STRANGE STORIES BY A NERVOUS GENTLEMAN.
A Hunting Dinner
Adventure of my Uncle
Adventure of my Aunt
Adventure of the Mysterious Picture
Adventure of the Mysterious Stranger
Story of the Young Italian
BUCKTHORNE AND HIS FRIENDS.
Club of Queer Fellows
Poor Devil Author
Buckthorne; or, the Young Man of Great Expectations
Grave Reflections of a Disappointed Man
THE ITALIAN BANDITTI.
Inn at Terracina
Adventure of the Little Antiquary
Adventure of the Popkins Family
Story of the Bandit Chieftain
Story of the Young Robber
Kidd, the Pirate
Devil and Tom Walker
Wolfert Webber; or, Golden Dreams
Adventure of Sam, the Black Fisherman
TALES OF A TRAVELLER
STRANGE STORIES BY A NERVOUS GENTLEMAN.
I'll tell you more; there was a fish taken,
A monstrous fish, with, a sword by's side, a long sword,
A pike in's neck, and a gun in's nose, a huge gun,
And letters of mart in's mouth, from the Duke of Florence.
Cleanthes. This is a monstrous lie.
Tony. I do confess it.
Do you think I'd tell you truths!
FLETCHER'S WIFE FOR A MONTH.
[The following adventures were related to me by the same nervous
gentleman who told me the romantic tale of THE STOUT GENTLEMAN,
published in Bracebridge Hall.
It is very singular, that although I expressly stated that story to
have been told to me, and described the very person who told it, still
it has been received as an adventure that happened to myself. Now, I
protest I never met with any adventure of the kind. I should not have
grieved at this, had it not been intimated by the author of Waverley,
in an introduction to his romance of Peveril of the Peak, that he was
himself the Stout Gentleman alluded to. I have ever since been
importuned by letters and questions from gentlemen, and particularly
from ladies without number, touching what I had seen of the great
Now, all this is extremely tantalizing. It is like being congratulated
on the high prize when one has drawn a blank; for I have just as great
a desire as any one of the public to penetrate the mystery of that
very singular personage, whose voice fills every corner of the world,
without any one being able to tell from whence it comes. He who keeps
up such a wonderful and whimsical incognito: whom nobody knows, and
yet whom every body thinks he can swear to.
My friend, the nervous gentleman, also, who is a man of very shy,
Retired habits, complains that he has been excessively annoyed in
consequence of its getting about in his neighborhood that he is the
fortunate personage. Insomuch, that he has become a character of
considerable notoriety in two or three country towns; and has been
repeatedly teased to exhibit himself at blue-stocking parties, for no
other reason than that of being "the gentleman who has had a glimpse
of the author of Waverley."
Indeed, the poor man has grown ten times as nervous as ever, since he
has discovered, on such good authority, who the stout gentleman was;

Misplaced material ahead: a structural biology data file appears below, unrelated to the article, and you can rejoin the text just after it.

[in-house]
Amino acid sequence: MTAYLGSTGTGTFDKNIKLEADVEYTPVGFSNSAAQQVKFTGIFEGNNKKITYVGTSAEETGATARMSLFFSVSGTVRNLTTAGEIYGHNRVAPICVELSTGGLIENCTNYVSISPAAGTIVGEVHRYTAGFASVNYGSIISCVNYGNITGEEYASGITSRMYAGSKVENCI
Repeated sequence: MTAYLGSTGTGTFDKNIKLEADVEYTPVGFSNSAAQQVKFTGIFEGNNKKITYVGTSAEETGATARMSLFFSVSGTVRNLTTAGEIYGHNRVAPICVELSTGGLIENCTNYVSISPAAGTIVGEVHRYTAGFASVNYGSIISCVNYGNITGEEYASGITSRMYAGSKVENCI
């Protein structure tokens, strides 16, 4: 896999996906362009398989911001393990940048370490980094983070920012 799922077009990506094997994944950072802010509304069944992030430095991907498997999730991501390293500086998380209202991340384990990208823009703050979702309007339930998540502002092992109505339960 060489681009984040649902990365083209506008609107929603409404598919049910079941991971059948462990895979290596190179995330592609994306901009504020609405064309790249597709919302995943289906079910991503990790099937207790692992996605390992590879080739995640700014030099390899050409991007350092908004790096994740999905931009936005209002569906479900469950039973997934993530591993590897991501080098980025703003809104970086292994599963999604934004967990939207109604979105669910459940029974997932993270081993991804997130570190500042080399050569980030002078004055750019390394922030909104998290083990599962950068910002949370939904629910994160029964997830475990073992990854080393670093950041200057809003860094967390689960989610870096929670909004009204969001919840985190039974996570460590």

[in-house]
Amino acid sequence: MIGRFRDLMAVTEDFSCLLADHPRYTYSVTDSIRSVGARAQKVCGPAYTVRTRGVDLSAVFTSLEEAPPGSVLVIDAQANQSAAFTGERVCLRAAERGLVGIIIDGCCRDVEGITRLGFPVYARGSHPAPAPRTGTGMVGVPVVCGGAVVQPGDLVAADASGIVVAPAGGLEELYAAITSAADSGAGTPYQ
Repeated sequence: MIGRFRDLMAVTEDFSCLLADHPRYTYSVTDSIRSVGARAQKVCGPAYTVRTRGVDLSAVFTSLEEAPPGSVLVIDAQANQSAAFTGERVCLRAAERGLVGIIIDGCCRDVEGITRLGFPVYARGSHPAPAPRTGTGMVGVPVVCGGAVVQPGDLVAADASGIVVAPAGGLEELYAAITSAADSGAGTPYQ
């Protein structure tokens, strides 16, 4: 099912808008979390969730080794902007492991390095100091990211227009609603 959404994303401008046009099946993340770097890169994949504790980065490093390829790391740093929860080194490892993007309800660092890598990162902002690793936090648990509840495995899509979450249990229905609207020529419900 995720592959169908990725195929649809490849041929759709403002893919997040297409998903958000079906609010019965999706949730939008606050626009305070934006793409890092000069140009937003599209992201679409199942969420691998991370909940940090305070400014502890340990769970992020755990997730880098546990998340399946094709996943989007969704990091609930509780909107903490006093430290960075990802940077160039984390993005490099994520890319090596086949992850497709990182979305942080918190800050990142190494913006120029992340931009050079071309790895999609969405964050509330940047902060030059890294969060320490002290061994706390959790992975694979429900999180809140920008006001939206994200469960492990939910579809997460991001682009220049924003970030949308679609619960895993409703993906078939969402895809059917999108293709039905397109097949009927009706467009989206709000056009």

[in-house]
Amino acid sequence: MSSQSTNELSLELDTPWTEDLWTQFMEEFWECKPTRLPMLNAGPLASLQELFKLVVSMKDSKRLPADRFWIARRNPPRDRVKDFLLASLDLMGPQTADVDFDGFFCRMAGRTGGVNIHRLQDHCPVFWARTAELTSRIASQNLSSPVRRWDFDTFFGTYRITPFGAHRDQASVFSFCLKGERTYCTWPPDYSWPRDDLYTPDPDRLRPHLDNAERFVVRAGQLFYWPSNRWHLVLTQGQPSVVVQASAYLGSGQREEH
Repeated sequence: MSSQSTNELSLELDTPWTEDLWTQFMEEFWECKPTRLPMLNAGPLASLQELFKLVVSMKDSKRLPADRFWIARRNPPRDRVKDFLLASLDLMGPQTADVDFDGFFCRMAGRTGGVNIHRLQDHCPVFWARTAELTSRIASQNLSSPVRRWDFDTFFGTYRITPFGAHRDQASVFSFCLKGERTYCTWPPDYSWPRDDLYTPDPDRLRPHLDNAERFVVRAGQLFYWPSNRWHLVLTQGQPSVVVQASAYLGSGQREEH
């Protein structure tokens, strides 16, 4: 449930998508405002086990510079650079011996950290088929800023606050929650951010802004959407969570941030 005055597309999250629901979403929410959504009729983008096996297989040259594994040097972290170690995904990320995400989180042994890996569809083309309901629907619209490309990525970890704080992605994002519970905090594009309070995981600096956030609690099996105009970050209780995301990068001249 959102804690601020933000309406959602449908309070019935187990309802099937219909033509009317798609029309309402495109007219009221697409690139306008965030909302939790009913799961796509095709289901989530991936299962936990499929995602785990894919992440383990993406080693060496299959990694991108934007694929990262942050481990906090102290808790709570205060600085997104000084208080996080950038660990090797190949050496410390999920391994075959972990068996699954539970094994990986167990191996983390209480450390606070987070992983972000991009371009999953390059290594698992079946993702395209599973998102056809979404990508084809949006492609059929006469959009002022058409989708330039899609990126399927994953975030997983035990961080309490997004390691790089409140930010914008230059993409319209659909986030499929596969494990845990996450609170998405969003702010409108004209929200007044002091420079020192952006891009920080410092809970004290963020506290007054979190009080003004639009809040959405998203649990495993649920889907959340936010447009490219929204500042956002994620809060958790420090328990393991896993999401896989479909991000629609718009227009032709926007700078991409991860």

and will never forgive himself for not having made a more resolute
effort to get a full sight of him. He has anxiously endeavored to call
up a recollection of what he saw of that portly personage; and has
ever since kept a curious eye on all gentlemen of more than ordinary
dimensions, whom he has seen getting into stage coaches. All in vain!
The features he had caught a glimpse of seem common to the whole race
of stout gentlemen; and the great unknown remains as great an unknown
A HUNTING DINNER.
I was once at a hunting dinner, given by a worthy fox-hunting old
Baronet, who kept Bachelor's Hall in jovial style, in an ancient
rook-haunted family mansion, in one of the middle counties. He had been
a devoted admirer of the fair sex in his young days; but having
travelled much, studied the sex in various countries with distinguished
success, and returned home profoundly instructed, as he supposed, in
the ways of woman, and a perfect master of the art of pleasing, he had
the mortification of being jilted by a little boarding school girl, who
was scarcely versed in the accidence of love.
The Baronet was completely overcome by such an incredible defeat;
retired from the world in disgust, put himself under the government of
his housekeeper, and took to fox-hunting like a perfect Jehu. Whatever
poets may say to the contrary, a man will grow out of love as he grows
old; and a pack of fox hounds may chase out of his heart even the
memory of a boarding-school goddess. The Baronet was when I saw him as
merry and mellow an old bachelor as ever followed a hound; and the
love he had once felt for one woman had spread itself over the whole
sex; so that there was not a pretty face in the whole country round,
but came in for a share.
The dinner was prolonged till a late hour; for our host having no
ladies in his household to summon us to the drawing-room, the bottle
maintained its true bachelor sway, unrivalled by its potent enemy the
tea-kettle. The old hall in which we dined echoed to bursts of
robustious fox-hunting merriment, that made the ancient antlers shake
on the walls. By degrees, however, the wine and wassail of mine host
began to operate upon bodies already a little jaded by the chase. The
choice spirits that flashed up at the beginning of the dinner, sparkled
for a time, then gradually went out one after another, or only emitted
now and then a faint gleam from the socket.
Some of the briskest talkers, who had given tongue so bravely at the
first burst, fell fast asleep; and none kept on their way but certain
of those long-winded prosers, who, like short-legged hounds, worry on
unnoticed at the bottom of conversation, but are sure to be in at the